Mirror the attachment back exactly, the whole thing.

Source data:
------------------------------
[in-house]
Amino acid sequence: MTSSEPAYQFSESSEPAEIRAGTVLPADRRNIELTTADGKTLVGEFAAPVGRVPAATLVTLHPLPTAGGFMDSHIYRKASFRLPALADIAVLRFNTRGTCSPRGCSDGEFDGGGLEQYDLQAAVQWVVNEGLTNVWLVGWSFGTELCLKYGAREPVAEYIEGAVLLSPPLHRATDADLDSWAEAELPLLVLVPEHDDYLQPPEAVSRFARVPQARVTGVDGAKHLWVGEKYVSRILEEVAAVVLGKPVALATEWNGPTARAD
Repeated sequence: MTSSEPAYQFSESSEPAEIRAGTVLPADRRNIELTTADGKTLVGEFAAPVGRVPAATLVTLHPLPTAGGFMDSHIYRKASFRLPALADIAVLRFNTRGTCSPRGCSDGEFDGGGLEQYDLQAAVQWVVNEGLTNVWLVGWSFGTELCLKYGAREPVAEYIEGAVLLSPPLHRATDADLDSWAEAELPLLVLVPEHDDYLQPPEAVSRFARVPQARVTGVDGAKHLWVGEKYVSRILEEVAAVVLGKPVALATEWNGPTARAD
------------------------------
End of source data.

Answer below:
[in-house]
Amino acid sequence: MTSSEPAYQFSESSEPAEIRAGTVLPADRRNIELTTADGKTLVGEFAAPVGRVPAATLVTLHPLPTAGGFMDSHIYRKASFRLPALADIAVLRFNTRGTCSPRGCSDGEFDGGGLEQYDLQAAVQWVVNEGLTNVWLVGWSFGTELCLKYGAREPVAEYIEGAVLLSPPLHRATDADLDSWAEAELPLLVLVPEHDDYLQPPEAVSRFARVPQARVTGVDGAKHLWVGEKYVSRILEEVAAVVLGKPVALATEWNGPTARAD
Repeated sequence: MTSSEPAYQFSESSEPAEIRAGTVLPADRRNIELTTADGKTLVGEFAAPVGRVPAATLVTLHPLPTAGGFMDSHIYRKASFRLPALADIAVLRFNTRGTCSPRGCSDGEFDGGGLEQYDLQAAVQWVVNEGLTNVWLVGWSFGTELCLKYGAREPVAEYIEGAVLLSPPLHRATDADLDSWAEAELPLLVLVPEHDDYLQPPEAVSRFARVPQARVTGVDGAKHLWVGEKYVSRILEEVAAVVLGKPVALATEWNGPTARAD